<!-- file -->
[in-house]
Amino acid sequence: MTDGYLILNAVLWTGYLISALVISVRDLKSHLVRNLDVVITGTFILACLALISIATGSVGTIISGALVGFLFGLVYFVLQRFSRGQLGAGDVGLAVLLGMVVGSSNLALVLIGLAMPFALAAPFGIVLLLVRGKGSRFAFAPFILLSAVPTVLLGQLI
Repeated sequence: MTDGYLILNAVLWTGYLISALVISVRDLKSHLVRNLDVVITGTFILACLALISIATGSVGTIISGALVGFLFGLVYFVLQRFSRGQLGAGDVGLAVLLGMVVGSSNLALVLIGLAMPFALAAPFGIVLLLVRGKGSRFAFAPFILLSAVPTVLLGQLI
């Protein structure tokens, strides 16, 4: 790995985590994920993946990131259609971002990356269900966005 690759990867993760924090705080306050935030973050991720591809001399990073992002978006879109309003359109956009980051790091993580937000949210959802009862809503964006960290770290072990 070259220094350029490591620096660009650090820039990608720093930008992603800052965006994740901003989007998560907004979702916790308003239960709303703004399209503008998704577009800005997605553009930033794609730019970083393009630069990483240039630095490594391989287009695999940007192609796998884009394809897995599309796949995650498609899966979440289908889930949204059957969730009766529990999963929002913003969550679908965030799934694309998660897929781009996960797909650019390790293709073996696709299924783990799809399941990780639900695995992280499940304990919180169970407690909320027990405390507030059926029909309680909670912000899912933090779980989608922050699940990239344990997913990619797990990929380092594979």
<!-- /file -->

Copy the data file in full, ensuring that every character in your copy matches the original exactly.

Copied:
[in-house]
Amino acid sequence: MTDGYLILNAVLWTGYLISALVISVRDLKSHLVRNLDVVITGTFILACLALISIATGSVGTIISGALVGFLFGLVYFVLQRFSRGQLGAGDVGLAVLLGMVVGSSNLALVLIGLAMPFALAAPFGIVLLLVRGKGSRFAFAPFILLSAVPTVLLGQLI
Repeated sequence: MTDGYLILNAVLWTGYLISALVISVRDLKSHLVRNLDVVITGTFILACLALISIATGSVGTIISGALVGFLFGLVYFVLQRFSRGQLGAGDVGLAVLLGMVVGSSNLALVLIGLAMPFALAAPFGIVLLLVRGKGSRFAFAPFILLSAVPTVLLGQLI
């Protein structure tokens, strides 16, 4: 790995985590994920993946990131259609971002990356269900966005 690759990867993760924090705080306050935030973050991720591809001399990073992002978006879109309003359109956009980051790091993580937000949210959802009862809503964006960290770290072990 070259220094350029490591620096660009650090820039990608720093930008992603800052965006994740901003989007998560907004979702916790308003239960709303703004399209503008998704577009800005997605553009930033794609730019970083393009630069990483240039630095490594391989287009695999940007192609796998884009394809897995599309796949995650498609899966979440289908889930949204059957969730009766529990999963929002913003969550679908965030799934694309998660897929781009996960797909650019390790293709073996696709299924783990799809399941990780639900695995992280499940304990919180169970407690909320027990405390507030059926029909309680909670912000899912933090779980989608922050699940990239344990997913990619797990990929380092594979």